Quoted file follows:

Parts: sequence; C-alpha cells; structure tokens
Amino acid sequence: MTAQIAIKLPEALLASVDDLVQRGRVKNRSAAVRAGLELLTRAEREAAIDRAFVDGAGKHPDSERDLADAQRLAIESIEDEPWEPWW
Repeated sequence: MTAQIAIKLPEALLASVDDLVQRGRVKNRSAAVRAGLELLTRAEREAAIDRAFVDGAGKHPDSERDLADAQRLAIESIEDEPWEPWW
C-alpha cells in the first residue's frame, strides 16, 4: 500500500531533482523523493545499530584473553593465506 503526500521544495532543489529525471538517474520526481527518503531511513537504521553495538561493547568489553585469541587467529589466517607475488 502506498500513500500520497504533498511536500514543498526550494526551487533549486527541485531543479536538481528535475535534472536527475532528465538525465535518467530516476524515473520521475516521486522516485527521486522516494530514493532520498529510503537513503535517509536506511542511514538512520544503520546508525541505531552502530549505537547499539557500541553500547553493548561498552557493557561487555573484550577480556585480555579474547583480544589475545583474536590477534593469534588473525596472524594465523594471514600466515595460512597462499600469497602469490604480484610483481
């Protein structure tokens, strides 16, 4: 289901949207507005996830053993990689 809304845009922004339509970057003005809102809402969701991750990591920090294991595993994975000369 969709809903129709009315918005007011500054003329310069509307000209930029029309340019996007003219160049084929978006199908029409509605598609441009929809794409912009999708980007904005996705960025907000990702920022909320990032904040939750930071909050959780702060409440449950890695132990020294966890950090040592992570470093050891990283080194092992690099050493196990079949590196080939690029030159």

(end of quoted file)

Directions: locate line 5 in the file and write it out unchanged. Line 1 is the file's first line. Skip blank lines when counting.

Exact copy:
């Protein structure tokens, strides 16, 4: 289901949207507005996830053993990689 809304845009922004339509970057003005809102809402969701991750990591920090294991595993994975000369 969709809903129709009315918005007011500054003329310069509307000209930029029309340019996007003219160049084929978006199908029409509605598609441009929809794409912009999708980007904005996705960025907000990702920022909320990032904040939750930071909050959780702060409440449950890695132990020294966890950090040592992570470093050891990283080194092992690099050493196990079949590196080939690029030159």